While reading another story of botnet takedown, my wondering has reached its apogee: Why don't malware authors use cryptography (encryption + signing) provided by good libraries when their creations communicate with C&C servers?

Benefits are obvious, while the cost of integration is relatively low (isn't it?). If one would consider OpenSSL, it was founded in 1998, but I haven't heard about malware signing and encrypting at least some of its commands until ~2008.

A good example is Waledac botnet, which was taken down by Microsoft.

UPDATE: I found out that Conficker(2008) worm actually used payload signing and surprisingly in the end it downloaded Waledac.

  • How would encryption help if the command and control servers are taken down or if somebody takes control of the server? Commented Apr 23, 2016 at 18:19
  • Just to be clear, the starting premise of this question is that without strong encryption, botnets communications can be intercepted or hijacked by LEAs? Commented Apr 23, 2016 at 19:15
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    Since you assume that a botnet could be protected against a takedown by using stronger encryption - could you please add references where botnets where taken down because of bad encryption? Commented Apr 23, 2016 at 19:26
  • IMHO, for botnet integrity, digital signatures are more important than encryption. Consider a bot using DGA and centralized structure. If server&domain gets seized by LEA and it is not using digital signatures, then they can issue rogue commands to destroy botnet. On the other side, if it was using digital signatures, then seizure would only tip off the botmaster. They couldn't issue any commands, because the private key for signing is on the botmaster's PC. Same applies to P2P.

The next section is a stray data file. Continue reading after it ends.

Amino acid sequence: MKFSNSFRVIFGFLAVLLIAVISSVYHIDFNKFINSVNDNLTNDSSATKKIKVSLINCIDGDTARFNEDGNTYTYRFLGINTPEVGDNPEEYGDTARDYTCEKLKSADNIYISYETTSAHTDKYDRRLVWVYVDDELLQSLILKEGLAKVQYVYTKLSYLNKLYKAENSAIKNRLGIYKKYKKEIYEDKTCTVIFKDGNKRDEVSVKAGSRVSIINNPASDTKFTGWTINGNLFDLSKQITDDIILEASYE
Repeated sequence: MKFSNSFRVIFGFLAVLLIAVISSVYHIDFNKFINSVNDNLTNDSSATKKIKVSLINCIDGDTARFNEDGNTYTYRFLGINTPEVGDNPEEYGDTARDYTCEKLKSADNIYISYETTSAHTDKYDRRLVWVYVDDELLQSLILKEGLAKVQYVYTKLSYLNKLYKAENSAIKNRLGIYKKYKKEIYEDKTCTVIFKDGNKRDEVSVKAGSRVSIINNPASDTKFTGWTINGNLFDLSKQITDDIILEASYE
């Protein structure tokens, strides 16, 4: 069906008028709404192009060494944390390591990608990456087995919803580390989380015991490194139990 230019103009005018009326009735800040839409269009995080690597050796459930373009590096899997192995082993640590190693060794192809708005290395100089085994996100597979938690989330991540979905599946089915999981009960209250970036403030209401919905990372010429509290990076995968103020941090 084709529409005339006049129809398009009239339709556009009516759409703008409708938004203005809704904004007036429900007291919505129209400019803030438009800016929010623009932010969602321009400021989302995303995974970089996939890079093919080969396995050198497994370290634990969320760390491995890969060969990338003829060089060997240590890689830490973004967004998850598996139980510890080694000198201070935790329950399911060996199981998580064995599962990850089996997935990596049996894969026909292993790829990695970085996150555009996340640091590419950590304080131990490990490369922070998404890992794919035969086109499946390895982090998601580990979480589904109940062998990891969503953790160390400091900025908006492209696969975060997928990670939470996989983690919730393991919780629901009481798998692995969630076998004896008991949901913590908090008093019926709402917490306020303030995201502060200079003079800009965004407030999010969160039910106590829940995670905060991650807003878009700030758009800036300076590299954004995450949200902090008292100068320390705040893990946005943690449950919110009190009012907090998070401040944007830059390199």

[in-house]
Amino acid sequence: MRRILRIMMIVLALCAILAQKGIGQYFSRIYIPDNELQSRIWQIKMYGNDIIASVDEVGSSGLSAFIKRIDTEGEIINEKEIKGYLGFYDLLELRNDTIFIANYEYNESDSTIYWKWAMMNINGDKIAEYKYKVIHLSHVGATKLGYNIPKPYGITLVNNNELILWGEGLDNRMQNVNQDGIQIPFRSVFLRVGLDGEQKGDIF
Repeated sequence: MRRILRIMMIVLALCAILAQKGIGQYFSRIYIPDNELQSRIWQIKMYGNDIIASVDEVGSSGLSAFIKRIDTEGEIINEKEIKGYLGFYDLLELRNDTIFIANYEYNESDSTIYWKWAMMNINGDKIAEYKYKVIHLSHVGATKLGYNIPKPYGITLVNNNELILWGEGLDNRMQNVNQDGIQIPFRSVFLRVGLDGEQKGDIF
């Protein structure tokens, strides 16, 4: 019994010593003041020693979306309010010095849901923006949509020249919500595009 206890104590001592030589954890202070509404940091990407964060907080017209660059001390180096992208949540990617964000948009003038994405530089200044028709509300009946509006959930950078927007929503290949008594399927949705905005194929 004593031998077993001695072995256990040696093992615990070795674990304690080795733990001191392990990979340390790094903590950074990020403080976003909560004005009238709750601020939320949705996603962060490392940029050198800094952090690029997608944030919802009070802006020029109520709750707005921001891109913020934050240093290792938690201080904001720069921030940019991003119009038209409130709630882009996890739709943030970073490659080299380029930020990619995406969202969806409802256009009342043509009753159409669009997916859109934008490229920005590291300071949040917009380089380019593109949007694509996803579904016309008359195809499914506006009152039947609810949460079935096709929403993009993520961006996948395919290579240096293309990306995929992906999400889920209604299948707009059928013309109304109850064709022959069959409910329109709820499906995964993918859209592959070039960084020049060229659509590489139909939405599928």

– assp1r1n3
    Commented Apr 23, 2016 at 19:35
  • So do you have reference then for a botnet taken down due to bad cryptography - encryption or signature or whatever? I think if botnet authors see this is a problem they will care, if this is not an issue then why make it unnecessarily complex. Commented Apr 23, 2016 at 19:41

3 Answers 3


It seems surprising because crypto libraries are available on all (major) platforms. But it sounds often simpler than it is. For example accessing the Crypto API on Windows takes a lot of additional code to do it properly.

But the amount of malware authors being very familiar with cryptography is rather small. Therefore they tend to focus on functionality like propagation, hiding techniques or data collection instead. Crypto is often just “nice to have“.

Furthermore adding solid crypto mechanisms would increase complexity and detectability of a malware. Simple and small solutions are preferred. Adding crypto is an huge source for errors limiting the success of the malware tasks.

  • The encryption of communication is not that important. Digital signature is. And I don't think that JUST checking the digital signature of the command received from C&C server is a such a big deal. Am I right?
    – assp1r1n3
    Commented Jun 4, 2016 at 21:30
  • Data encryption, especially during communication, is just as important. It makes detection of malware traffic, understanding the malware architecture, identifying the nodes and spoofing to gain information and privileges much harder. If you are relying on an existing crypto library anyway, the complexity of communication encryption and certificate-based validation is very similar. Personally I would prefer encryption over authentication/validation.
    – Marc Ruef
    Commented Jun 5, 2016 at 1:06